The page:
Some might take a little bit of heart from Trump’s criticism of Clinton for her regime change efforts in the Middle East, but it should be noted that in the very same speech the New York billionaire chastised Obama apparently over his refusal to launch an all-out war against the Syrian government in the wake of the Ghouta chemical attacks in 2013:
“Another humiliation came when president Obama drew a red line in Syria – and the whole world knew it meant absolutely nothing,” the candidate asserted.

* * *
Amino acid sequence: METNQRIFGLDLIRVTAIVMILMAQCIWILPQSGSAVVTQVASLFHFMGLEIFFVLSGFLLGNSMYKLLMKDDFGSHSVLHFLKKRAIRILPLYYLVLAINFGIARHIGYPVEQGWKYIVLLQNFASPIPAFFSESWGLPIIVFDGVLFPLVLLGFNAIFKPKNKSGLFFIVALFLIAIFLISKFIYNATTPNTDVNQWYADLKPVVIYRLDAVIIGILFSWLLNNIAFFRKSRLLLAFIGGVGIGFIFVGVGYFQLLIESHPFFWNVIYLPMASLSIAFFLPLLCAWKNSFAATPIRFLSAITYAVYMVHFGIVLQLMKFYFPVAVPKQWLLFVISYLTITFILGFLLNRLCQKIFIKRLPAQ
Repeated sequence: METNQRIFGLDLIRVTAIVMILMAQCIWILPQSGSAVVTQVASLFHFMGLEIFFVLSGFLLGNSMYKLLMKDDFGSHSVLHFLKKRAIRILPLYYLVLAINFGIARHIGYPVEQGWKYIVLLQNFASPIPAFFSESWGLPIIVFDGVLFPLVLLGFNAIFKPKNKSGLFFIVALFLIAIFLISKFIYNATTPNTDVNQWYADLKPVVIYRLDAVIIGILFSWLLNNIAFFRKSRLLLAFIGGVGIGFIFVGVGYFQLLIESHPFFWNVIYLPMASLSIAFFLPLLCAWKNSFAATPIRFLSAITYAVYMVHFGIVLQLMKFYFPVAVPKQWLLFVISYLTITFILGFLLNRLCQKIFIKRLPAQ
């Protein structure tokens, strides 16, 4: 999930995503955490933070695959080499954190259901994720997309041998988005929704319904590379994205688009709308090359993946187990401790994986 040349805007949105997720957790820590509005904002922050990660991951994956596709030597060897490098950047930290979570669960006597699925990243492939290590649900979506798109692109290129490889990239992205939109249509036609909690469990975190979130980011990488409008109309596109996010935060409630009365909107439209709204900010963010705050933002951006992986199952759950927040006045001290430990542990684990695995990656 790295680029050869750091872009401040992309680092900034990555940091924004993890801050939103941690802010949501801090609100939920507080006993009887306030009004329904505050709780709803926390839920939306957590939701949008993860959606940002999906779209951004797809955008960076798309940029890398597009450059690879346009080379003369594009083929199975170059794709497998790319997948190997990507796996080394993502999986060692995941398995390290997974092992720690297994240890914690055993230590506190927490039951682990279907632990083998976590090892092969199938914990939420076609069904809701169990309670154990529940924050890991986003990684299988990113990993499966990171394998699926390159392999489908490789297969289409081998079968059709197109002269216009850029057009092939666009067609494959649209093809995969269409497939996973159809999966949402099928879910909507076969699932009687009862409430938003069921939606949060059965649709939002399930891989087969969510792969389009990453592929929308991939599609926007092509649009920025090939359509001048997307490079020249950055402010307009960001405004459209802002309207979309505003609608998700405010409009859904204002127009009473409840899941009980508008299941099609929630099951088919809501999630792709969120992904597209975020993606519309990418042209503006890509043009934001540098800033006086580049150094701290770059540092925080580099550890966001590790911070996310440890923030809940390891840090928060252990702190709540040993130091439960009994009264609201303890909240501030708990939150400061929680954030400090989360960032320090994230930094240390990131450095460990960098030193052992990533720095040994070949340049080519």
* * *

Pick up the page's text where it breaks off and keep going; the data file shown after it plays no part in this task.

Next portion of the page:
Trump obviously believes that the Syrian Army carried out the chemical attack–a claim that has been thoroughly discredited but which the mainstream media continue to propagate nonetheless.
Controlled as it is by money, the US political system is a snake pit. The chances of a person of genuine integrity rising from such a system to become president are probably something like a million to one. Of course many people are naturally hopeful, and there is always a tendency to believe that this or that candidate is the one in a million exception to the rule. This is human nature. But the reality is that the snake pit is what produced the government we have now, a government that pursues a policy of arming terrorist head choppers, as well as State Department spokespeople capable of uttering, without barely a blink of an eye, that the beheading of a 12-year-old child might “give us pause.”